This thread is all about discussing and fantasizing about technologies of tomorrow. Let me get us started!ONE TERABYTE THUMB DRIVES
Thanks to a new technique for manipulating charged copper particles at the molecular scale, researchers at Arizona State University say their memory is, bit-for-bit, one-tenth the cost of -- and 1,000 times as energy-efficient as -- flash memory, the predominant memory technology in iPhones and other mobile devices.
"A thumb drive using our memory could store a terabyte of information," says Michael Kozicki, director of ASU's Center for Applied Nanoionics, which developed the technology. "All the current limitations in portable electronic storage could go away. You could record video of every event in your life and store it."
I feel kindof silly for buying that 1GB thumb drive now. And my that 2GB SD card. Hey, with a 1TB thumb drive, game console manufacturers probably wouldn't need to include hard drives anymore, just stick a USB port on there and bam. Or I suppose they could build this super duper mega ultra omega solid memory into the console.HOLOGRAPHIC VERSATILE DISC
Holographic Versatile Disc (HVD) is an optical disc technology which would hold up to 3.9 terabytes (TB) of information. It employs a technique known as collinear holography, whereby two lasers, one red and one green, are collimated in a single beam. The green laser reads data encoded as laser interference fringes from a holographic layer near the top of the disc while the red laser is used as the reference beam and to read servo information from a regular CD-style aluminium layer near the bottom. Servo information is used to monitor the position of the read head over the disc, similar to the head, track, and sector information on a conventional hard disk drive. On a CD or DVD this servo information is interspersed amongst the data.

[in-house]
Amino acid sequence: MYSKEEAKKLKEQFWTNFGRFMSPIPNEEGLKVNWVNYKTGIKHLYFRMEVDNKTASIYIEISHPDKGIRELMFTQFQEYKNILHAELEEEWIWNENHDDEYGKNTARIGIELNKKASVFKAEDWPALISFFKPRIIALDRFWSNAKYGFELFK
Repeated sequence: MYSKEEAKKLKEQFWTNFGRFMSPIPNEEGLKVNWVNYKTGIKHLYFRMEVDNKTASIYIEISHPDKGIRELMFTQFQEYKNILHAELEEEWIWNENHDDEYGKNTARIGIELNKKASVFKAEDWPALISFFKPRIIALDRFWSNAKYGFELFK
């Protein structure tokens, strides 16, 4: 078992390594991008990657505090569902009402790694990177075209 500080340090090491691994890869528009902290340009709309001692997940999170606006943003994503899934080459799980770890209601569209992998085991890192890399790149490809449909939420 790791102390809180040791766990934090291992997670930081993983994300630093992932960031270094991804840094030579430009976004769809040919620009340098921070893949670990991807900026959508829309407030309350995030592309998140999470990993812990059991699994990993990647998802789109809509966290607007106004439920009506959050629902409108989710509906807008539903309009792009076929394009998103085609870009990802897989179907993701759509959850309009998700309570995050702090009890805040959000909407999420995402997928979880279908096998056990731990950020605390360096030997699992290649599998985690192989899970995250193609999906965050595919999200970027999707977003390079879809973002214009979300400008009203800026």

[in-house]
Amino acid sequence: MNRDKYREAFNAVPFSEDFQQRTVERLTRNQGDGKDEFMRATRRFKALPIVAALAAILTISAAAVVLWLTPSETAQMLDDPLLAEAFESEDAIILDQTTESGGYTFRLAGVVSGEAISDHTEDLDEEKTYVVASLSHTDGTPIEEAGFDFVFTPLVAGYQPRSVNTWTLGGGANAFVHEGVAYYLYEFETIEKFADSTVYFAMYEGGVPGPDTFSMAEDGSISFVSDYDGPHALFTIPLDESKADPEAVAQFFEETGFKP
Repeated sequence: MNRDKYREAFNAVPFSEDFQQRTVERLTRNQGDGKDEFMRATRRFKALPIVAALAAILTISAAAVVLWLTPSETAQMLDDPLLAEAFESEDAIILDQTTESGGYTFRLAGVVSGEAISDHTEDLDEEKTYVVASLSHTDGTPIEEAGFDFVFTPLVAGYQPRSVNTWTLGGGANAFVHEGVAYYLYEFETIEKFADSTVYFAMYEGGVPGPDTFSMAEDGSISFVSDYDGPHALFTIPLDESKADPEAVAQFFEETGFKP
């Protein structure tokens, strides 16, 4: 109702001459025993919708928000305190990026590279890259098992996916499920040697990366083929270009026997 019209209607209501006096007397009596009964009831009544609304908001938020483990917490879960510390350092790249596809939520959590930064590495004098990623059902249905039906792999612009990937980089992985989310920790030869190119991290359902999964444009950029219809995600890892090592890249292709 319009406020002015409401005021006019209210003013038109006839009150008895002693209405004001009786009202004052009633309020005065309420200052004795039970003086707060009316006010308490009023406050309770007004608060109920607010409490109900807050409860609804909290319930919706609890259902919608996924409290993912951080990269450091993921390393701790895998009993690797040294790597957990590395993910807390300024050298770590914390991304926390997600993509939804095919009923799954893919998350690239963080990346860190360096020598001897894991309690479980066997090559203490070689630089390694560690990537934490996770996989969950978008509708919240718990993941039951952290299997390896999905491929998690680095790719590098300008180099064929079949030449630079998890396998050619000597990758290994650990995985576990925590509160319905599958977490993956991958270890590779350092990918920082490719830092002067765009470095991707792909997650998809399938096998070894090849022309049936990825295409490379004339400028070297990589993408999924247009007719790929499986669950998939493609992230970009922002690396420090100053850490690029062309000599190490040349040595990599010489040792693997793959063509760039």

These discs have the capacity to hold up to 3.9 terabytes (TB) of information, which is approximately 5,500 times the capacity of a CD-ROM, 830 times the capacity of a DVD, 160 times the capacity of single-layer Blu-ray Discs, and about 7 times the capacity of standard computer hard drives as of 2007. The HVD also has a transfer rate of 1 Gbit/s (128 MB/s).
I can't wait for this format to hit the market. It would crush the fuck out of Blu-Ray and HD-DVD, and save us from this format war bullshit. I really hope it gets some support soon! I mean, 3.9TB per disc? That's a shitload of HD content.Surface-Conduction Electron-Emitter Display
A surface-conduction electron-emitter display (SED) is a flat panel display technology that uses surface conduction electron emitters for every individual display pixel. The surface conduction emitter emits electrons that excite a phosphor coating on the display panel, the same basic concept found in traditional cathode ray tube (CRT) televisions. This means that SEDs use tiny cathode ray tubes behind every single pixel (instead of one tube for the whole display) and can combine the slim form factor of LCDs and plasma displays with the superior viewing angles, contrast, black levels, color definition and pixel response time of CRTs.